It is 8:00 on a Monday morning, and I sit in the Pittsburgh Airport, waiting to fly back home to Milwaukee after an amazing weekend at Power Shift, a massive environmental conference focussed on youth engagement. Last Monday, I had no idea I would be here. On Tuesday, organizers at the Sierra Club and 350.org contacted me, hoping that the Overpass Light Brigade could be a part of their closing keynote ceremony. "The Light Brigades," one organizer told me, "are the most exciting things happening in grassroots activism, and we want you to be a part of this event!" By Wednesday, logistics were worked out, by Thursday I had flights and a room reserved. On Friday, I checked and packed the light panels, and on Saturday afternoon, I arrived in Pittsburgh, having made it through TSA in spite my very weird package bristling with wires and batteries. I'd have paid good money to see the x-ray of that particular box!
I spent Saturday in the massive Convention Center, going from table to table and talking with a few of the over 6,000 activists in attendance. ...Mountain Top Removal, Fracking, Indigenous Rights, Food Awareness, Pipelines, Green Economies, Solar and Wind, Transportation… I was so impressed with the level of awareness and engagement of the attendees. You might want to check out the work of the Beehive Collective, or the Real Cooperative or the Indigenous Environmental Network. Amazing stuff, and this just scratches the surface of the creativity and commitment that I encountered.
Early Saturday evening I found myself in a bar packed with Greenpeace activists. I was reminded of Greenpeace's roots in the Quaker tradition of bearing witness. There was talk about the thirty activists incarcerated in Russia, as well as the need for the environmental movement to respect and collaborate with communities of color at the local level. I repeatedly experienced an emerging critical sophistication regarding "big green campaigns" and the tendency of the environmental movement in the past to reify positions of privilege, whether consciously or not. As Kimberly Wasserman of the Little Village Environmental Justice Organization in South Chicago eloquently stated in her keynote speech later that night: "Big Green and Big Government will sell us out. Let's not just build new infrastructure... let's rebuild old infrastructure!!! Beware of false solutions like fracking, like "clean coal." I invite you to look beyond the solutions that are out there. Our communities are on the front line. We do not need to be saved. We are saving our own damned selves! ...We don't want to be invited to a table where others have set the menu. We are now building the table, and growing the food!"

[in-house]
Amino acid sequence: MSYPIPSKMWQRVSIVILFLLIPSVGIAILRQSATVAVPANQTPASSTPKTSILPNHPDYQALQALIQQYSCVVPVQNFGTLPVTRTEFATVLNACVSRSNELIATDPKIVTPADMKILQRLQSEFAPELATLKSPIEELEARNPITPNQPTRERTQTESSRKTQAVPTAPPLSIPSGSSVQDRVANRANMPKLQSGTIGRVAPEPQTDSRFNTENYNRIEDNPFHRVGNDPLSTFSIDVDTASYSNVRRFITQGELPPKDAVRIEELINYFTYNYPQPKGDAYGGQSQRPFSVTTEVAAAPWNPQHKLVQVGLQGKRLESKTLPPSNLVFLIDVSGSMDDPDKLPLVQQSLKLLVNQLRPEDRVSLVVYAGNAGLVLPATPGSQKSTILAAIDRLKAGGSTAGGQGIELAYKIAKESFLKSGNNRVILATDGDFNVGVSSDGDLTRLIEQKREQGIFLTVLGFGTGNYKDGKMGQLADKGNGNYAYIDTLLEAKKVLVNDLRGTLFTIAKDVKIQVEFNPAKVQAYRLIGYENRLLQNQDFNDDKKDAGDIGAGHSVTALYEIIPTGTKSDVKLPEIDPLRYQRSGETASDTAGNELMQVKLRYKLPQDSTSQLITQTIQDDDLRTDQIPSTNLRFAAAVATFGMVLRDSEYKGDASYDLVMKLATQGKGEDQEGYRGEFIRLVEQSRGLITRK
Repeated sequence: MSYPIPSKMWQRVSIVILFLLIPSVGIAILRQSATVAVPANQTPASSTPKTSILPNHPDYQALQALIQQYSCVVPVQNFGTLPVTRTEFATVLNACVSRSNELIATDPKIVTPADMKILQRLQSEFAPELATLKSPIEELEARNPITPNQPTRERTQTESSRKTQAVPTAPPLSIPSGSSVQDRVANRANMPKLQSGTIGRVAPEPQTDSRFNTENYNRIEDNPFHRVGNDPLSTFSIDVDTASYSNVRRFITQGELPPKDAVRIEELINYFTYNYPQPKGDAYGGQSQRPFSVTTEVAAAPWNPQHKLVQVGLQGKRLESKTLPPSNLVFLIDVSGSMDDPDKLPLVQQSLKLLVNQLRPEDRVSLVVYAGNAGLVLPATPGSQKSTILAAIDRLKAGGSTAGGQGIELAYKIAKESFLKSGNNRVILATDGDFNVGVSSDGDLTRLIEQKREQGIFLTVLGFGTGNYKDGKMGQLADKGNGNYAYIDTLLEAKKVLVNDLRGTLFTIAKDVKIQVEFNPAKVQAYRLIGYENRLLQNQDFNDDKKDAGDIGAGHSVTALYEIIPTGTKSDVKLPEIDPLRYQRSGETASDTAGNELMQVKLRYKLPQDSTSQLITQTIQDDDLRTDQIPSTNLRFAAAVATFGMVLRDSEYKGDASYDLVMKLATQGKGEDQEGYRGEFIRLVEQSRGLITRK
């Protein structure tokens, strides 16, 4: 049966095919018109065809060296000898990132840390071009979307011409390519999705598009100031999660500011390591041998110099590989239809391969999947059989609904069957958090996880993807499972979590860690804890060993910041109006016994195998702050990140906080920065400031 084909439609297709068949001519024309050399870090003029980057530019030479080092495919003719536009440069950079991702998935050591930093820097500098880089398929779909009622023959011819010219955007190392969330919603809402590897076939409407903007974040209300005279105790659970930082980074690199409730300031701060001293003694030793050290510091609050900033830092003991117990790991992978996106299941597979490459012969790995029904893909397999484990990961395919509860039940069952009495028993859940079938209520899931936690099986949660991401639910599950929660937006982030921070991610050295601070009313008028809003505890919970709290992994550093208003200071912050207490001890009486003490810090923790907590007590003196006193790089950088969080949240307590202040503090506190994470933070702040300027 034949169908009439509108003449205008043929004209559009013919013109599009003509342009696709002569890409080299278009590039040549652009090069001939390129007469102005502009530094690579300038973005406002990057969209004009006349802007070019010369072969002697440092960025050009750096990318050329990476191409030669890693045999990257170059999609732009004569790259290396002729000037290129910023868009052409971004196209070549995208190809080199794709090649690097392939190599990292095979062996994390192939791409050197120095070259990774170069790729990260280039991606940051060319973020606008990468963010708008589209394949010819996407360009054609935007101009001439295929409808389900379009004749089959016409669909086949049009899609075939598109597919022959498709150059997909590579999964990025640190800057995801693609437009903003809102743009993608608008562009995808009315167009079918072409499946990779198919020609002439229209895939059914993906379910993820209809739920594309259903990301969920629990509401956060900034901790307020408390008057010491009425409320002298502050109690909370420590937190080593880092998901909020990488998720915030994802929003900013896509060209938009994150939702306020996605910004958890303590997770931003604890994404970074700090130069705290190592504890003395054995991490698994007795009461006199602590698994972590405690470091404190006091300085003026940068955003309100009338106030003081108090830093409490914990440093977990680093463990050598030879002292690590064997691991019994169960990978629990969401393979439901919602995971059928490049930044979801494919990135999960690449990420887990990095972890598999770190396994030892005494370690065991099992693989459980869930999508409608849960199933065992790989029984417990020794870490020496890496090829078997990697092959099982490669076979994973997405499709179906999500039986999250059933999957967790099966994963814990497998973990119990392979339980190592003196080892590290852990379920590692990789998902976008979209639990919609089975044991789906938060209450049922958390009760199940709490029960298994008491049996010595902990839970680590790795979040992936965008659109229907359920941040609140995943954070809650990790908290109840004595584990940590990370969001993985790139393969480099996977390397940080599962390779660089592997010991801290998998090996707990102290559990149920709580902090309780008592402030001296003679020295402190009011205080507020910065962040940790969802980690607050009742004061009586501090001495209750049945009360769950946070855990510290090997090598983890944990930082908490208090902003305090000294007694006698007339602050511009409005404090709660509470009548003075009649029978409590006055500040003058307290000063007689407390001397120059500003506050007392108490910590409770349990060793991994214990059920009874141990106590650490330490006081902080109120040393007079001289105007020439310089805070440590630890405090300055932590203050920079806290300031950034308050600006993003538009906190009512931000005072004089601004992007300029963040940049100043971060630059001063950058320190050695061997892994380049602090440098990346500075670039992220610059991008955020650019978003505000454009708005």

Later in the Keynote, Kandi Mosset, of the Indigenous Environmental Network, brought the keynote audience to tears with tales from the dirty energy frontier known as South Dakota. She spoke of a post-apocalyptic landscape of "flare-offs" where the prairie darkness is lit by towering infernos of natural gas burn-off belching light visible from space at night. She told of her little town of 1500, where tanker trucks rocket through the roads they ruin, frequently hitting animals and pets and her dear friend, a 24 year old woman who beamed her beautiful smile at us from the transient permanence of powerpoint. Ms. Mosset's pain was palpable when she told us of another friend who was stabbed by an oil-rigger because the roughneck thought he was gay. Stabbed him in the heart, killed him dead. Got three years for it. Her friend was an Indian. She showed a curious image of a thing that looked like a condom fit for a horse, pancaked in the desert dust. It was a radioactive sock - an item that is supposed to be highly regulated, but is strewn about the country side for little kids to find and play with. She showed us a sign that read "Danger: Toxic Air" and asked the rhetorical question: "What does that mean you are supposed to do… Not Breathe?" There are now ozone alerts in the Black Hills. Old wheat fields are now industrial zones. Her people can't visit their sacred sites. The Headlands are appalling. Crime and rape and slavery and death are visited upon citizens. Frack trucks dump their chemicals onto the dusty roads. "It is just water" they say, "only a bit salty." She showed us pictures of vast holding ponds scooped into the dry dirt, lined with nothing but torn black plastic, like the kind you buy at Home Depot for your roofing project.